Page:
By all accounts the Clean Water Act (CWA), the preeminent federal law protecting water quality in the United States, has been highly successful. The 1972 law has been periodically amended, but the gist is that it limits pollution into surface waters of the U.S. through restrictions and permit requirements. The act does not directly regulate drinking water. Now the Trump administration wishes to significantly weaken the CWA by limiting its jurisdiction, a move cheered by some but bemoaned by many others. Nevertheless, according to April Collaku in Fordham Environmental Law Review, this question of exactly which waters are covered by the CWA is not new.
Upon enactment of the CWA, federal agencies charged with its enforcement saw the law as covering discharges in the “navigable waters of the United States,” which on the face of it sounds like any water that can hold a boat. The reality is more complicated. The CWA itself, in fact, defines navigable waters as “waters of the United States,” which sounds like all water everywhere under U.S. jurisdiction.
Given the ambiguity, this definition has repeatedly found itself under court review. The courts struggled to reconcile the “waters of the United States” language with “navigable waters,” roughly defined as waters used for commerce or travel. Courts have generally expanded that definition to include tributaries of those navigable bodies and wetlands that are adjacent or connected to those navigable bodies.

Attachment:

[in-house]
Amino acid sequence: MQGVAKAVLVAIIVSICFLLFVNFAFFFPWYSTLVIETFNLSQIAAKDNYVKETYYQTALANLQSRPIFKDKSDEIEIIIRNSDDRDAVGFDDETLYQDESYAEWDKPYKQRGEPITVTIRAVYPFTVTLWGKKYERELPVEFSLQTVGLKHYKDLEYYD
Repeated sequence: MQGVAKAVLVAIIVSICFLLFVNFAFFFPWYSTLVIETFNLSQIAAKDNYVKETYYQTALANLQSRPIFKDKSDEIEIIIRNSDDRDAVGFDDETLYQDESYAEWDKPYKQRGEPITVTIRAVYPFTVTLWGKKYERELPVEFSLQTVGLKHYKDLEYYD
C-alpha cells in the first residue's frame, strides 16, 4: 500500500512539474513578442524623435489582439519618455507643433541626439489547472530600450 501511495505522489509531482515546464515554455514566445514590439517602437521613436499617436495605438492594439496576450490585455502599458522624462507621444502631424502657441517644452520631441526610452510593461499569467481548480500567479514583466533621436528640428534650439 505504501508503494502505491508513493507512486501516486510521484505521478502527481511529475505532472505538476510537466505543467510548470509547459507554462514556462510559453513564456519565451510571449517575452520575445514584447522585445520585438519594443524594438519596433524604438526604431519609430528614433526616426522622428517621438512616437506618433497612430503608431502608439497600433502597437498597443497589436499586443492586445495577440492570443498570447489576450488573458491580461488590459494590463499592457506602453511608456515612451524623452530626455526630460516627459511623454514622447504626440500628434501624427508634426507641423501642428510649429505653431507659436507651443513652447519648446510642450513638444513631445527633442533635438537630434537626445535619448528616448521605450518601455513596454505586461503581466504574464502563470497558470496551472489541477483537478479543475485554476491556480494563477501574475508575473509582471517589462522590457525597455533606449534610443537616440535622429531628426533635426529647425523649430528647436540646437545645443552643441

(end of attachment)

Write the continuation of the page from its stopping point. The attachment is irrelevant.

The rules the current administration is seeking to override stem from a 2006 Supreme Court Decision. The decision, known as Rapanos v. United States, left the exact scope of the CWA muddled, with some justices arguing for the expanded navigable waters definition above and others limiting jurisdiction only to permanent bodies of water.
To help end the confusion, during the Obama administration the EPA decided to spell out a clear definition of waters of the United States. The definition closely hews to the expanded definition of navigable waters, but specifies all tributaries and adjacent waters that have a “significant nexus” to navigable waters. This expanded definition included a lot more wetlands, as now wetlands adjacent to tributaries were also included. Certain seasonal streams and wetlands were included under this final definition as well.
This expansion provided clarification but also controversy. The newly covered waters often came into conflict with private property. Some farmers and business interests found themselves occasionally limited in what crops they could plant, or what practices they could follow, next to what they saw as unimportant streams or wetlands.
Now the controversy rolls on, as under the Trump administration, most tributaries and adjacent wetlands will be stripped of CWA protection. Opponents fear that increased pollution will inevitably cause downstream harm. One side effect of the rule reversal is that the CWA is once again operating without a firm definition. More confusion and lawsuits are inevitable.
Editors’ Note: An earlier version of this article stated that the Supreme Court Decision Rapanos v. United States was decided in 2015; in fact it was decided in 2006.